The smell of cedar returns me to my childhood church, working with my father in his custodial duties. I sprinkled the cedar shavings on floors and together we swept many a dusty room in our century old building. Although these are pleasant memories for me, I suspect they are less so for Dad. The custodial hat was one of many he wore during that time.
Not only did my father function as part-time janitor for Oreland Baptist, he also served as part-time minister of music. Well, that doesn’t sound so awful, you might think. It wouldn’t be, except that those jobs were piled on top of a full-time position in the parts department of a large car dealership. Add husband, father, son to that and I don’t recall the man having much free time.
I know single folks who work full-time, parent alone and care for aging relatives. Pastors we’ve met are in small churches where they preach, visit, answer phones, clean bathrooms and type up the bulletins. I’m also thinking of friends whose titles are administrative assistant but spend work time grocery shopping, wrapping gifts, caring for their boss’s children, picking up dry cleaning and a host of other tasks far removed from their job descriptions.
The speed at which we need to swap hats and roles can by dizzying at times. Often this can create feelings of isolation and loneliness. We perceive other people’s lives as far more simple and focused than our own. It can seem that peers with similar positions are taking mountains and checking off goals far better than we are. Sometimes I’ve felt exhausted from spending my resources on things that seem completely unrelated to my life goals. How about you?
Multi-tasking and flexibility are terrific strengths to develop. They are qualities employers seek, along with flexibility. So, what can we do to get over that sensation that we are constantly breaking dishes while everyone else is keeping all theirs up in the air?
First, it seems obvious but I will remind you anyway; take your stuff to Jesus. “Then Jesus said, ‘Come to me, all of you who are weary and carry heavy burdens, and I will give you rest.’” Matthew 11:28 NLT I like to put the emphasis on me. If we run to people first, they can help us to some degree. If you do this continually, they will dread seeing your number on their screen. Jesus never wearies of us and he’s the only one with the might to change our circumstances and our energy levels.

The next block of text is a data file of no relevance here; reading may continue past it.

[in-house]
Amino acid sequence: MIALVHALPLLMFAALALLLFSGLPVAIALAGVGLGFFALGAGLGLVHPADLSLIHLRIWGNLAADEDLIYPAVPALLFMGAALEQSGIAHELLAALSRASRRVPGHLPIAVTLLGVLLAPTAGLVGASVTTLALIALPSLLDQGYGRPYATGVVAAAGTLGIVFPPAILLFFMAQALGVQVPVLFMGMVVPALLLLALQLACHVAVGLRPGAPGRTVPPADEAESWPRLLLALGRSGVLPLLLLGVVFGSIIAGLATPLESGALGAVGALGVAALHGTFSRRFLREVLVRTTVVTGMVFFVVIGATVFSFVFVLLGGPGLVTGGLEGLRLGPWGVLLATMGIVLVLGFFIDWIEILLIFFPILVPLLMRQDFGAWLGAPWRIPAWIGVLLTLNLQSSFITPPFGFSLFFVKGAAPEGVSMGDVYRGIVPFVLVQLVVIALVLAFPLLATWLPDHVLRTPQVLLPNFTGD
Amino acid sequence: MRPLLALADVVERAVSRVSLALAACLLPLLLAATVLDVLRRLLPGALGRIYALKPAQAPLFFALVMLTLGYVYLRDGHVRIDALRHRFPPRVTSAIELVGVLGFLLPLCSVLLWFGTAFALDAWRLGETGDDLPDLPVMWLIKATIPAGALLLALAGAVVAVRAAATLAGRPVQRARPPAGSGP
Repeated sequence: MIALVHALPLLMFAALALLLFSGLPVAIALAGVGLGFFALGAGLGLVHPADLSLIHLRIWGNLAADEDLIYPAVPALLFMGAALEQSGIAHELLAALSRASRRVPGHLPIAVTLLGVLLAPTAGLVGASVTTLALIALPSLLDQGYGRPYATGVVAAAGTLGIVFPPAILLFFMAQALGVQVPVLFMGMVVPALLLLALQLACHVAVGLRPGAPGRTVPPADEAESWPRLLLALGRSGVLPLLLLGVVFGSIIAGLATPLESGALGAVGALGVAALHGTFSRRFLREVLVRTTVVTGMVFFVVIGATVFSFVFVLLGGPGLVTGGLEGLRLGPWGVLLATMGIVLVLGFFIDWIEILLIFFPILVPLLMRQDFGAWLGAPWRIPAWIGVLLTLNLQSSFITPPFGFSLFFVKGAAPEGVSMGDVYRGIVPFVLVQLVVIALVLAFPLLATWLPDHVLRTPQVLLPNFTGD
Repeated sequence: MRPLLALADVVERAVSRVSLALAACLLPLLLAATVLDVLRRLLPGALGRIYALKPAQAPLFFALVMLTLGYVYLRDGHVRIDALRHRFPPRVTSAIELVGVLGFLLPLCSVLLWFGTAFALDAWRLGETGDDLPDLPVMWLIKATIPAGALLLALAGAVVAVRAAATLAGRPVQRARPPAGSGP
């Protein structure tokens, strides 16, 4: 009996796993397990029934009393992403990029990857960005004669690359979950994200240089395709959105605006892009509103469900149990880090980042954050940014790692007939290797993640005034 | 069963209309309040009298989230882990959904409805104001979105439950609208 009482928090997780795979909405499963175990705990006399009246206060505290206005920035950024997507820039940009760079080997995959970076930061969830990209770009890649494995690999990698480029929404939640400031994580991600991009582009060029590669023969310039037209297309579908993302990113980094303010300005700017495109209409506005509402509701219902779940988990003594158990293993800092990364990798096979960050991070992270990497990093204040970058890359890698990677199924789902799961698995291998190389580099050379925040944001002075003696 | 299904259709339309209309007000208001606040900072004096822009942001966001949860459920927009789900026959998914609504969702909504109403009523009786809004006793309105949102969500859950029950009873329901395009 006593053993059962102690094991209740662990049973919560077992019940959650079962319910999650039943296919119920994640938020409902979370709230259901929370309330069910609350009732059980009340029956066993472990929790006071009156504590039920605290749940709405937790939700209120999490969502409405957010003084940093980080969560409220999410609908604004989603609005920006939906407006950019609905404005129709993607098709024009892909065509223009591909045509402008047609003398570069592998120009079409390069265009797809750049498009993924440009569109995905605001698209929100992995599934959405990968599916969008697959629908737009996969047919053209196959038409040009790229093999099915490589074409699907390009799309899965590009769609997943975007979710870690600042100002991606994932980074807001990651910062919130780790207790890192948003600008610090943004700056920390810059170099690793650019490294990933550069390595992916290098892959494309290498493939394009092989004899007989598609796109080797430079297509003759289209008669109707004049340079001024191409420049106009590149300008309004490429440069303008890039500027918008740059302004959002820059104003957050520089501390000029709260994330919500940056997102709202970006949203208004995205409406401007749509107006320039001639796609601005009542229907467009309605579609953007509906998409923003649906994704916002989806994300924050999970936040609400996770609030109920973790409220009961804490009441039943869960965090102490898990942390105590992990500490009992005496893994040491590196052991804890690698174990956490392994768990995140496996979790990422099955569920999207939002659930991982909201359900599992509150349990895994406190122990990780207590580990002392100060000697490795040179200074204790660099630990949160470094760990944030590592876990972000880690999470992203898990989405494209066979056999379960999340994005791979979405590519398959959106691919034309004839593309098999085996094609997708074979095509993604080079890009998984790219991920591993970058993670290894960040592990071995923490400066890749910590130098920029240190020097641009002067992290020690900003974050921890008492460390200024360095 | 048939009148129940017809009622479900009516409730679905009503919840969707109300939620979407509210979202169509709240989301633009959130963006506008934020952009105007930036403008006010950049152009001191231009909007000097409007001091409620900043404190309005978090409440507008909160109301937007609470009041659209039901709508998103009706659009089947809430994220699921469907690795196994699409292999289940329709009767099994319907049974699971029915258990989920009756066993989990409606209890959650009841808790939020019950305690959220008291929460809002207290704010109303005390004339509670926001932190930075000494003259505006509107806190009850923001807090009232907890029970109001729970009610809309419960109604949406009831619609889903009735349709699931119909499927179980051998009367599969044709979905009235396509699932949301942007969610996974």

“They that wait upon the Lord SHALL renew their strength; they SHALL mount up with wings as eagles; they SHALL run, and not be weary, and they SHALL walk, and not faint.” Isaiah 40:31 NIV If you are shortchanging personal time with God, you are keeping from yourself the very thing that will enable you to withstand this season of life.
I’ve wasted these periods in the past. Don’t just grit your teeth and plow through your juggling acts grimly. This is an opportunity to learn so, so many things, like peace during chaos or joy above negativity. Remember, the trip to the Promised Land was an eleven-day journey. God kept those sillies in the wilderness for 40 years because they refused to listen, obey and grow.
The second thing to consider is that isolation is the enemy’s strategy, not God’s. Our Father created us for relationship. Be apprised that Satan will endeavor to construe your vision. He wants you to believe that you are a failure while others in your line of vision are crossing finish lines. After you’ve carried your troubles to God first, find a key person or two to share your struggles with. Your goal should be prayer support and wisdom not sympathy. Watch out for that victim mentality that Satan wants to saddle you with.
Jonathan not only gifted David with friendship, he also possessed wisdom as to how to best to deal with his looney father, King Saul. Wise friends can view our situations and offer fresh insights. Give them permission to point out things that you might not see. For example, you could be in bondage to perfectionism. You’re not happy even when your plates are all up in the air if some are wobbling!
Frequently we are juggling plates that aren’t ours or should be shared. I overheard a woman complaining to her friend about her siblings not doing their share caring for aging parents. When her friend asked if she had spoken with her sisters she said, “No! But they should just know, shouldn’t they?” I seriously wanted to jump into that conversation.
Another occasion, a woman complained to me that she didn’t know how she could continue to work full time and keep up all her housework, grocery shopping, etc. After a few questions, I discovered that she assigned no household chores to her three teenagers! That’s loco folks! Put those moochers to work at home!
Only God contains every resource, every bit of wisdom and strategy you need to navigate your circus. He alone can grant you supernatural strength beyond your own. Cast all your hats and dishes at His feet every day.